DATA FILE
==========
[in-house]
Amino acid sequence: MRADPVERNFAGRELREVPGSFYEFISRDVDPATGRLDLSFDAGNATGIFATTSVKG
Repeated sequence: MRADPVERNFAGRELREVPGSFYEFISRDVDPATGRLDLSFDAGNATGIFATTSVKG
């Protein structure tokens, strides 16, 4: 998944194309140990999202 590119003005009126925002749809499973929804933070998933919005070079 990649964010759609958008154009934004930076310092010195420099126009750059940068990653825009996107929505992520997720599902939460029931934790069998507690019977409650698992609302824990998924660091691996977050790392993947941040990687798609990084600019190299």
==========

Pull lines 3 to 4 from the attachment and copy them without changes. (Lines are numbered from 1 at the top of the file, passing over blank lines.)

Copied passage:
Repeated sequence: MRADPVERNFAGRELREVPGSFYEFISRDVDPATGRLDLSFDAGNATGIFATTSVKG
């Protein structure tokens, strides 16, 4: 998944194309140990999202 590119003005009126925002749809499973929804933070998933919005070079 990649964010759609958008154009934004930076310092010195420099126009750059940068990653825009996107929505992520997720599902939460029931934790069998507690019977409650698992609302824990998924660091691996977050790392993947941040990687798609990084600019190299």